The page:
He played the snare drum in elementary school as well as at his middle school, Old Donation Center for the Gifted and Talented, and Princess Anne High School. He also played in the jazz bands in middle and high school. That’s where he met his business partner and fellow producer, Chad Hugo. “We liked all kinds of music. That’s what we had in common,” Williams says. “We made tracks. We always got a kick out of melding different styles together.”
As a student, Williams did just enough to get by. That frustrated his mom, who is now board chair and director of education for FOHTA. (Williams did not attend college.) “You know the potential your child has,” she says. “He would rather joke and play around and make everybody laugh.” Williams concedes he was stubborn in school. “Even for all of my stubbornness, my teachers never gave up on me,” he says. “They kept telling me I could.” And that’s the message he relays this morning and, later, to the high school students who gather to hear him speak in the auditorium at his alma mater where his wife and 6-year-old son Rocket are waiting. “My grades weren’t that great. I had a lot of Cs and Ds, and that is not compact discs,” he says with a grin.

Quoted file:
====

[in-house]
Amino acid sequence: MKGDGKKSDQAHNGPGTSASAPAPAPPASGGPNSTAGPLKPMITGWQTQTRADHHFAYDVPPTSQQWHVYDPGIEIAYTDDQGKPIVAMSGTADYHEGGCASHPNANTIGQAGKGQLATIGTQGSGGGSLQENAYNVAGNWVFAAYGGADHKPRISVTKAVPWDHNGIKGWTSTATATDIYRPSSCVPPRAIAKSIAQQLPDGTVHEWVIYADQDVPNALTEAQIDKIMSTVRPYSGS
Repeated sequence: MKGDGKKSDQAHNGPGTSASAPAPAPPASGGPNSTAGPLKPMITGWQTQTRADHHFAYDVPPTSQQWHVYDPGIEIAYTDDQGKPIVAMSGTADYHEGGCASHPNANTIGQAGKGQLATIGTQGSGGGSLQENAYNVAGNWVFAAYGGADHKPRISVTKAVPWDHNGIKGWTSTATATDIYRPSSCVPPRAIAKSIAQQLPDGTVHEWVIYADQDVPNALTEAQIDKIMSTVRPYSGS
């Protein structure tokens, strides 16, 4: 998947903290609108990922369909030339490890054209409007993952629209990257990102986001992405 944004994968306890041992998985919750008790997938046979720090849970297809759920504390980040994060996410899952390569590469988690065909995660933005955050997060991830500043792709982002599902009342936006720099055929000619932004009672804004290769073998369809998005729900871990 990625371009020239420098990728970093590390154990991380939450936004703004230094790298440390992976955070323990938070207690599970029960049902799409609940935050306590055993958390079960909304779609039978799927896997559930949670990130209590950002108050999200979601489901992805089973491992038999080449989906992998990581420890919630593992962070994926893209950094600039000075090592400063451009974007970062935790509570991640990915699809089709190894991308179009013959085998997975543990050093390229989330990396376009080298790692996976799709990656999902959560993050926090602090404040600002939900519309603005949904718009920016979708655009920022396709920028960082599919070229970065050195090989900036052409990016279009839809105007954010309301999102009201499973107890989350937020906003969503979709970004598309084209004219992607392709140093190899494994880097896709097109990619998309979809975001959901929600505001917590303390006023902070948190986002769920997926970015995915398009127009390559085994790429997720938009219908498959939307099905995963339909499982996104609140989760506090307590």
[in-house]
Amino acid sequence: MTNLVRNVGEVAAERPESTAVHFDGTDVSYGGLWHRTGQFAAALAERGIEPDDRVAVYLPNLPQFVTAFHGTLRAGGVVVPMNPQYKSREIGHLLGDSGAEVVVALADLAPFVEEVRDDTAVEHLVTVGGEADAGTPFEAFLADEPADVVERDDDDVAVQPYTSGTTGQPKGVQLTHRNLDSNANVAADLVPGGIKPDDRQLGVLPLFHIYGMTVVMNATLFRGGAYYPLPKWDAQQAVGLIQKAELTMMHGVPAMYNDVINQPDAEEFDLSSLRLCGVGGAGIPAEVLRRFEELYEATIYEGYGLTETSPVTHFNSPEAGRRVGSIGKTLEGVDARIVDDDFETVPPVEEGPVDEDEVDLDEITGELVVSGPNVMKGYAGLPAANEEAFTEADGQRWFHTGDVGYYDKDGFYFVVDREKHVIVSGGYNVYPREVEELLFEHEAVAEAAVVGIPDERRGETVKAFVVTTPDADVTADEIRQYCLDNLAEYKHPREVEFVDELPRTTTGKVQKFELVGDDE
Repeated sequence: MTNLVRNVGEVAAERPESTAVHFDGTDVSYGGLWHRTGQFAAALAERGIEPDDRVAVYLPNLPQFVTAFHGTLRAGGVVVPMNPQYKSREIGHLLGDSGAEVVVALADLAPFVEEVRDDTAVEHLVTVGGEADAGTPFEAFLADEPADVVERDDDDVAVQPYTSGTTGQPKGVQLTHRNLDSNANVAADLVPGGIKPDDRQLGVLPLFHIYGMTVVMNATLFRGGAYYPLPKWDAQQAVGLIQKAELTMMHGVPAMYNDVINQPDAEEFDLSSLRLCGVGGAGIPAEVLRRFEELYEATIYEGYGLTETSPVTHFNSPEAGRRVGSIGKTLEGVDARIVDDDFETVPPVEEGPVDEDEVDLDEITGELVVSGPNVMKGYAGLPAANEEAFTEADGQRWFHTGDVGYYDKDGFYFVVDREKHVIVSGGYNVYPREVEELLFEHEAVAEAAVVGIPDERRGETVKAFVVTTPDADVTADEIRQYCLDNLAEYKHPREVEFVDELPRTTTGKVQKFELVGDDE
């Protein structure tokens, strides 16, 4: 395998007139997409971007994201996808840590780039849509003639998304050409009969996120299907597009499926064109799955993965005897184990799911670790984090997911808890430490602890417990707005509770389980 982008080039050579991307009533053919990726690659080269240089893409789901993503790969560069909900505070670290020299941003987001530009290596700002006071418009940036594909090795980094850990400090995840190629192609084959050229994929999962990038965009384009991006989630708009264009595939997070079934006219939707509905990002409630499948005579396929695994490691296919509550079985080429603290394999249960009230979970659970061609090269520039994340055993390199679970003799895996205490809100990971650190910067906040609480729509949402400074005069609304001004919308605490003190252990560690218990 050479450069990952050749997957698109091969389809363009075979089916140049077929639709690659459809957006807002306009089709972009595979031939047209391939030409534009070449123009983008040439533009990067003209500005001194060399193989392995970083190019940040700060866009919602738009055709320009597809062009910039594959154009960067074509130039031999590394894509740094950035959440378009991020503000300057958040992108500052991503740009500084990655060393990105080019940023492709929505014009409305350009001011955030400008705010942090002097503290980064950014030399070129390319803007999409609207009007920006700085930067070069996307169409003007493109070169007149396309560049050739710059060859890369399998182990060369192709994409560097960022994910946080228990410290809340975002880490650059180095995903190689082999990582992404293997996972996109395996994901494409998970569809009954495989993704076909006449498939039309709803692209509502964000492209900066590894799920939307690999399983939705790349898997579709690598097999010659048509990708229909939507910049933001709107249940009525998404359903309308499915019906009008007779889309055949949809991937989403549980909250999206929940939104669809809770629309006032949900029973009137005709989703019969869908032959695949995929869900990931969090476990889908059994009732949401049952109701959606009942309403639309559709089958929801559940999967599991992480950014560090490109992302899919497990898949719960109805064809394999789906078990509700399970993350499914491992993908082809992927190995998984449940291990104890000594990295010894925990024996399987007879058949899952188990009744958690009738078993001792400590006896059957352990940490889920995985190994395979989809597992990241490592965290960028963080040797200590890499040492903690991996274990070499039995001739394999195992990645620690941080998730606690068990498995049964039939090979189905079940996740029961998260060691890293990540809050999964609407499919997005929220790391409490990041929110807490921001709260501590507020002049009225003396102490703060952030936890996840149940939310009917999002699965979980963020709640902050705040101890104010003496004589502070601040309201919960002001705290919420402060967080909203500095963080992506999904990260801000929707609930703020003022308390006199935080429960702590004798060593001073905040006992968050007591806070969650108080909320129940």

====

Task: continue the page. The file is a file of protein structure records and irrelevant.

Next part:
There, he calls out his elementary school band teacher and mentor, Alan Sharps, who Williams says always pushed him to excel. “There was no music industry in Virginia at the time. There was no Hollywood.” So Williams wondered why Sharps continually pushed him so hard to be exceptional. “He believed in me. I had no idea where I was headed . . . but I learned discipline. I had to understand the importance of discipline.”Williams tells the teens in the auditorium the same thing he told the elementary students in the library earlier. “Never say I ‘wanna,’” he says. “Just say I’m ‘gonna.’”